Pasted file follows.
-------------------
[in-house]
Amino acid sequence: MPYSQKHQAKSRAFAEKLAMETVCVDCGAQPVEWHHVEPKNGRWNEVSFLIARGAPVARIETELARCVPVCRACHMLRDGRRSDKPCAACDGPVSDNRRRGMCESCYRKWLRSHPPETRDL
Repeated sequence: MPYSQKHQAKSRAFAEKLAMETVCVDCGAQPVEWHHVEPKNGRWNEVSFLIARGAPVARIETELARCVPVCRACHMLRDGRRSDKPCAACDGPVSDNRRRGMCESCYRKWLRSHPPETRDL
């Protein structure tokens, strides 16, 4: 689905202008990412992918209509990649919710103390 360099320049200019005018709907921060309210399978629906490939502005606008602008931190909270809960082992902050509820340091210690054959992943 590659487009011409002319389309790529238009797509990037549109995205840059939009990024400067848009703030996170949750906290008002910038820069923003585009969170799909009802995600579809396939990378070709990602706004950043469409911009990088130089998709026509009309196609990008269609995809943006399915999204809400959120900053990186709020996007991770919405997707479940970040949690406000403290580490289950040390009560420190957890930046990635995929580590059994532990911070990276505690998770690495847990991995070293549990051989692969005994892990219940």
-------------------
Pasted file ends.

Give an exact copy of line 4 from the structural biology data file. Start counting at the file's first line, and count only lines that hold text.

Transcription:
């Protein structure tokens, strides 16, 4: 689905202008990412992918209509990649919710103390 360099320049200019005018709907921060309210399978629906490939502005606008602008931190909270809960082992902050509820340091210690054959992943 590659487009011409002319389309790529238009797509990037549109995205840059939009990024400067848009703030996170949750906290008002910038820069923003585009969170799909009802995600579809396939990378070709990602706004950043469409911009990088130089998709026509009309196609990008269609995809943006399915999204809400959120900053990186709020996007991770919405997707479940970040949690406000403290580490289950040390009560420190957890930046990635995929580590059994532990911070990276505690998770690495847990991995070293549990051989692969005994892990219940």